With protein being sufficient, energy is the limiting factor in Scenario 3 because of a lack of forage to extract energy from. In this situation, an energy supplement may be an option. When evaluating which feeds to use as an energy supplement, it is important to understand how that supplemental feedstuff will affect the rumen environment. The high grain (starchy) feeds that can be utilized typically contain less than 15% crude protein and are highly and rapidly fermented by the microorganisms in the rumen. The species of microbes shift from fiber digesting types to starch digesting types. The rapid fermentation increases the acidity of the rumen, which further reduces the function of fiber digesters. It could also result in lactic acidosis if the dietary change is made too abruptly and a large amount of grain is fed. Lactic acidosis is a physiological crisis for the animal and could cause death. However, if grain is introduced gradually and fed frequently, the rumen microbes can adapt to the change and be able to utilize the added energy source (Huston, 2000). If adequate protein is available in the rumen, this could possibly increase fiber digestion to a degree. Typically, the cows' supply of protein and energy are not augmented, and often are negatively affected compared to no supplement. It is better to utilize high fiber feeds, such as soyhulls, wheat middlings, and corn gluten feed. These feeds do not ferment as rapidly in the rumen environment and do not create the negative associative effects related to forage digestion that can be caused by high starch feeds such as corn, grain sorghum, wheat, and barley. These highly digestible fiber sources are less likely to substitute for range forage. However, even with these feeds, supplementation above some level will result in the animal substituting the supplement for the available forage, which results in a higher cost to the producer. The "substitution effect" occurs if the supplemental feed substitutes for the forage and results in reduced forage intake. If this occurs, the total energy intake may stay the same or decrease, which does not meet the goals of your supplementation program. This substitution rate will depend on forage protein content, level of protein in the supplement, type of energy sources, and feeding rate (Mathis, 2003). Another option for this scenario is to reduce the number of animals to match their demand with the forage supply so there is not a forage shortage.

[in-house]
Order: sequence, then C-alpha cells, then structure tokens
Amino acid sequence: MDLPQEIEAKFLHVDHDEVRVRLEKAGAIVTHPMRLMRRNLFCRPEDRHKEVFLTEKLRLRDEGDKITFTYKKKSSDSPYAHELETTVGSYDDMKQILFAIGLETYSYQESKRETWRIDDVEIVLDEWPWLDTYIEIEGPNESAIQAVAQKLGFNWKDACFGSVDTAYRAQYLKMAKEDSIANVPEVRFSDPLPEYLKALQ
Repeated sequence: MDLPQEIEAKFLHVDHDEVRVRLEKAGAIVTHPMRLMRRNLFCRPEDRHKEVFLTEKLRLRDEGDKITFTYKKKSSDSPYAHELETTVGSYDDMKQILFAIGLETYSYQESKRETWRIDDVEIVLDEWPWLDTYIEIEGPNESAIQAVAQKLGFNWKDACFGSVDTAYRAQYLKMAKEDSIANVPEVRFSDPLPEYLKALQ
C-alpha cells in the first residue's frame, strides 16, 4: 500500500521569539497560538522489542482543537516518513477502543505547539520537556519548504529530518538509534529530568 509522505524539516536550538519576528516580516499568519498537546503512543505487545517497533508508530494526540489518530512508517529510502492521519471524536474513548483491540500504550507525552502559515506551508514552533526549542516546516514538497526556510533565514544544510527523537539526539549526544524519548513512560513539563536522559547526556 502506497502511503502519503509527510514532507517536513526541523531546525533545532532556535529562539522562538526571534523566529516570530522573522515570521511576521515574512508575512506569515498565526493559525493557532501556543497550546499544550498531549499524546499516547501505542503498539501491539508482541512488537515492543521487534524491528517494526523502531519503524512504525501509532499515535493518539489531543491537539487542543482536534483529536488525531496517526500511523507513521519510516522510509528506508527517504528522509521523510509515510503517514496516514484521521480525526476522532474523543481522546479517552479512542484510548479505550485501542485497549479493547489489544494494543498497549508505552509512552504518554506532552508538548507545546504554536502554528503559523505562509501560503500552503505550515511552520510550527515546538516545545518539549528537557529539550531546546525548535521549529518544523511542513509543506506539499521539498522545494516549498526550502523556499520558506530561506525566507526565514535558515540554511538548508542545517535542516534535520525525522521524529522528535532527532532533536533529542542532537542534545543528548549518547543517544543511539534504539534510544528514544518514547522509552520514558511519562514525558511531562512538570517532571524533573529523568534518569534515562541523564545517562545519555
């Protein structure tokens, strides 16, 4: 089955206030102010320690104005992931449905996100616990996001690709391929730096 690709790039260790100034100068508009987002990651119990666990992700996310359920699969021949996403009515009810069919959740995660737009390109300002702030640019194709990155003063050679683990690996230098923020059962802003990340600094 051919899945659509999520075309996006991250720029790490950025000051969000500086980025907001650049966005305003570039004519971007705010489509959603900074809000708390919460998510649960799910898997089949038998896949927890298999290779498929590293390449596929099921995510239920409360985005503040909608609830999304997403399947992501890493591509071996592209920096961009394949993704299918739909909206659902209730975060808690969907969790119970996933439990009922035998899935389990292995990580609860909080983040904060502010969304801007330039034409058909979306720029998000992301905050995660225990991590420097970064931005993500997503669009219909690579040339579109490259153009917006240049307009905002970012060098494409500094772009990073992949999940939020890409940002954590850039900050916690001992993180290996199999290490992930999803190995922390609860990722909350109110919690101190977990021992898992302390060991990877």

Scenario 4 provides the greatest challenge for any cow/calf producer. In this situation a supplement providing protein and energy would need to be provided to meet requirements. The recommendation is for a 20 to 30 percent protein supplement to be provided. Alfalfa hay can be a good source of protein and energy to meet these requirements. If this situation persists, the cost of maintaining the cows may be excessive and another decision on whether to decrease herd size or move the herd to a different source of feed may need to be made.


There is more flexibility with protein supplementation frequency than with energy supplementation frequency. Numerous research studies have evaluated the differences between daily, three times per week, two times per week, and once a week supplementation. When evaluating cow performance, Schauer et al. (2005) indicated that supplementation frequency did not affect cow body weight or body condition score (BCS) when cows were supplemented with cottonseed meal daily or every 6th day while grazing low-quality forage. This data was supported by Huston et al. (1999) in a study that evaluated daily, every third day, or once a week supplementation. This study indicated that supplementing as infrequently as once a week reduced losses in body weight and body condition score when compared to non-supplemented cows, and was as effective as daily supplementation. Bohnert et al. (2002) conducted a supplementation frequency study using Angus X Hereford cows grazing low-quality (5% crude protein) meadow forage. Cows were supplemented daily, every 3rd day or every 6th day with sources of supplemental protein that were either highly degradable or highly undegradable in the rumen. Their results indicated that all cow weight and BCS changes were positive, except for those cows that were in the unsupplemented control group, who lost 86 lb, compared to gains of 17, 37, 7, 9, 13, and 20 lb for the daily degradable, every 3rd day degradable, every 6th day degradable, daily undegradable, every 3rd day undegradable, and every 6th day undegradable supplements, respectively. There were no differences in BW or BCS associated with supplementation frequency. The reason that infrequent protein supplementation works is that ruminant animals conserve nitrogen from dietary crude protein in their bloodstream and saliva and recycle it back to the rumen so that ruminal microbes can use it to synthesize protein and more microbes. Thus, protein (nitrogen) consumed on days of supplementation is continually circulating and returning to the rumen on days that the supplement is not provided.